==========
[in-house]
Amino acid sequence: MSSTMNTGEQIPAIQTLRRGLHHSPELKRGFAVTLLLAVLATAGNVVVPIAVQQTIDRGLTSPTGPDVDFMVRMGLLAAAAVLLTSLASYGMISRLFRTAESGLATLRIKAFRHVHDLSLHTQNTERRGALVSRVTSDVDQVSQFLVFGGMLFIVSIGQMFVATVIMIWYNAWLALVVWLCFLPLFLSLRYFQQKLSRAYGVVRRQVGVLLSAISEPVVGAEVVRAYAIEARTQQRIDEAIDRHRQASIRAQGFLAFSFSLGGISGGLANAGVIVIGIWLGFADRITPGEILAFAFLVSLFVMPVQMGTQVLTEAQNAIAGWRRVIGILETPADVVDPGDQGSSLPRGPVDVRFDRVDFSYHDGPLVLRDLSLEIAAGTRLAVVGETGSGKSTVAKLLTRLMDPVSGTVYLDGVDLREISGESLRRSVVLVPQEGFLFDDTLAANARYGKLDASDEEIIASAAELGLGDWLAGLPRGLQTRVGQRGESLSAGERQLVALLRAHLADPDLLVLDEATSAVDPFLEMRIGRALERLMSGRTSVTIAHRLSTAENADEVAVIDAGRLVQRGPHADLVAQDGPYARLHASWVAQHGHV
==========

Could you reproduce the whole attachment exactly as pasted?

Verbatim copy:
[in-house]
Amino acid sequence: MSSTMNTGEQIPAIQTLRRGLHHSPELKRGFAVTLLLAVLATAGNVVVPIAVQQTIDRGLTSPTGPDVDFMVRMGLLAAAAVLLTSLASYGMISRLFRTAESGLATLRIKAFRHVHDLSLHTQNTERRGALVSRVTSDVDQVSQFLVFGGMLFIVSIGQMFVATVIMIWYNAWLALVVWLCFLPLFLSLRYFQQKLSRAYGVVRRQVGVLLSAISEPVVGAEVVRAYAIEARTQQRIDEAIDRHRQASIRAQGFLAFSFSLGGISGGLANAGVIVIGIWLGFADRITPGEILAFAFLVSLFVMPVQMGTQVLTEAQNAIAGWRRVIGILETPADVVDPGDQGSSLPRGPVDVRFDRVDFSYHDGPLVLRDLSLEIAAGTRLAVVGETGSGKSTVAKLLTRLMDPVSGTVYLDGVDLREISGESLRRSVVLVPQEGFLFDDTLAANARYGKLDASDEEIIASAAELGLGDWLAGLPRGLQTRVGQRGESLSAGERQLVALLRAHLADPDLLVLDEATSAVDPFLEMRIGRALERLMSGRTSVTIAHRLSTAENADEVAVIDAGRLVQRGPHADLVAQDGPYARLHASWVAQHGHV